Jonah 4
Fri, 03/29/2019 - 3:27pm

Given how quickly and secretly the Snyder administration and the House and Senate approved the tunnel for the Line 5 pipeline under the Straits, I always wonder what transpired to make the action so quick, without public comment or scrutiny or even debate in either the House or the Senate. Did big money "but" this potential debacle for the drinking water of millions of people?

Sat, 03/30/2019 - 11:07am

All of the comments are clearly aligned with the poster political ideology which is to be expected. Science and history with a look at the environment, both past and present, should be what guides us in making decisions about things like pipelines and coal power plants and other threats to our air and water and climate. Will it require difficult and unpopular and expensive decisions to protect what we haven't already destroyed or spoiled in our state and country and around the globe? Is it worth the bother and the cost to save some beauty and an inhabitable world for future generations while we still can? If the answer is yes, fight like crazy to remove Line 5. If it is no, then build a tunnel to buy some time and to make yourselves feel like at least you did something.

Sat, 03/30/2019 - 1:35pm

This is both short sightedness and political agenda driven thinking. Critics of the tunnel do not understand the engineering of it and the significant environmental benefits of the tunnel. There is literally almost zero risk of a leak once the tunnel is in place. Any delays in its construction only increases the potential for a catastrophe. Enbridge does need to step up significantly and completely repair other areas of Line 5 during the engineering and construction phase of the tunnel as well as reducing pumping pressures until the tunnel is completed.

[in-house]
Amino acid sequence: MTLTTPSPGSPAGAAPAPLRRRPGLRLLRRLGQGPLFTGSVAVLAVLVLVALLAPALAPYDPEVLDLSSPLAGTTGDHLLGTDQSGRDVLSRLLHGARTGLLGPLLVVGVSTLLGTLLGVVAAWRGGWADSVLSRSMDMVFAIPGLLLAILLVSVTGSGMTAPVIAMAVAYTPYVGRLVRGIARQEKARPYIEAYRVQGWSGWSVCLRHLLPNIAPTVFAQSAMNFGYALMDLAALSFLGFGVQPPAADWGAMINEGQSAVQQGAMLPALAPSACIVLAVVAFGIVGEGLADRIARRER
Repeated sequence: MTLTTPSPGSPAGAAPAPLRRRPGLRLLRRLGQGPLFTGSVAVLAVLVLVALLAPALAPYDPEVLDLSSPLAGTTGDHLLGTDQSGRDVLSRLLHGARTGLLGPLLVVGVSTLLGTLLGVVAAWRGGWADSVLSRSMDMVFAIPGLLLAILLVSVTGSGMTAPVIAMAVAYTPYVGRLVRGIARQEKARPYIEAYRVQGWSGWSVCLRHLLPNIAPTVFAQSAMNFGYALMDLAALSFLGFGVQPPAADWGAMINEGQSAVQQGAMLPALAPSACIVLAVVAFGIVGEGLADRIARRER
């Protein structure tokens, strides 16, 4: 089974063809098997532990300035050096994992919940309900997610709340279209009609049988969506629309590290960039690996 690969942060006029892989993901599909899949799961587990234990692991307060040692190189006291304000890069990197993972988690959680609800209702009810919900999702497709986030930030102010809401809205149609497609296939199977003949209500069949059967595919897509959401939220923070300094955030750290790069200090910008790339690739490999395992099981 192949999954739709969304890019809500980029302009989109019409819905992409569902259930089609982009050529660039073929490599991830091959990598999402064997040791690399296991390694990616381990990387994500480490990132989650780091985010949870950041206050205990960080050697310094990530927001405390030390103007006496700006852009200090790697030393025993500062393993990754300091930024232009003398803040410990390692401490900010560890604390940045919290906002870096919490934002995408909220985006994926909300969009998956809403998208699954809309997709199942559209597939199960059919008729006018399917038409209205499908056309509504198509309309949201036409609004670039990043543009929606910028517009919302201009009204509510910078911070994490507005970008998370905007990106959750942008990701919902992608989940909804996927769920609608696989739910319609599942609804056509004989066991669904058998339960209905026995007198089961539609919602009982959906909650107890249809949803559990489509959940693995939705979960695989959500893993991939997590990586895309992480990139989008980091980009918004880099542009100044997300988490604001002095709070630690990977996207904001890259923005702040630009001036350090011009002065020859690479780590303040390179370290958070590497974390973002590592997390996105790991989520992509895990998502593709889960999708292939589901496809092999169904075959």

Geoffrey Owen
Sun, 03/31/2019 - 11:49am

As a Michigan resident with a home a few hundred feet from Lake Huron I applaud the attorney general and the governor for their decision.

Sun, 03/31/2019 - 12:37pm

Great lakes are twenty percent of the Earth's fresh water enbridge puts up twenty percent of the Earth's wealth in an unrevocable bond to be split equally by every man, woman, child living in the great lakes region in case of a spill. They are benefitting $ the risk is all on us our life now as we know it. Put up or go away.

Mon, 04/01/2019 - 2:16pm

It is wonderful how people can suddenly discover something of interest and believe it only exists from the moment they thought of it. The pipeline has been in use for over 60 years and yet the Great Lakes have not been harmed from it, this suggest that simply because something might happen, could happen it doesn't have to happen. When they laid the pipeline over 60 years ago they used available technology and it has worked. Now they are planning to improve on that technology and you feel there is no hope. All you can hear are those exploiting a risk for political gain. You simply damn all the science, all the technology, all the people that could prevent your greatest fear from happening. You ignore all the other risks that exist how they are prevented from happening. You seem to want to live a simple life without risk and only to hear what some under informed politicians or reporters or editors wants for what you to think.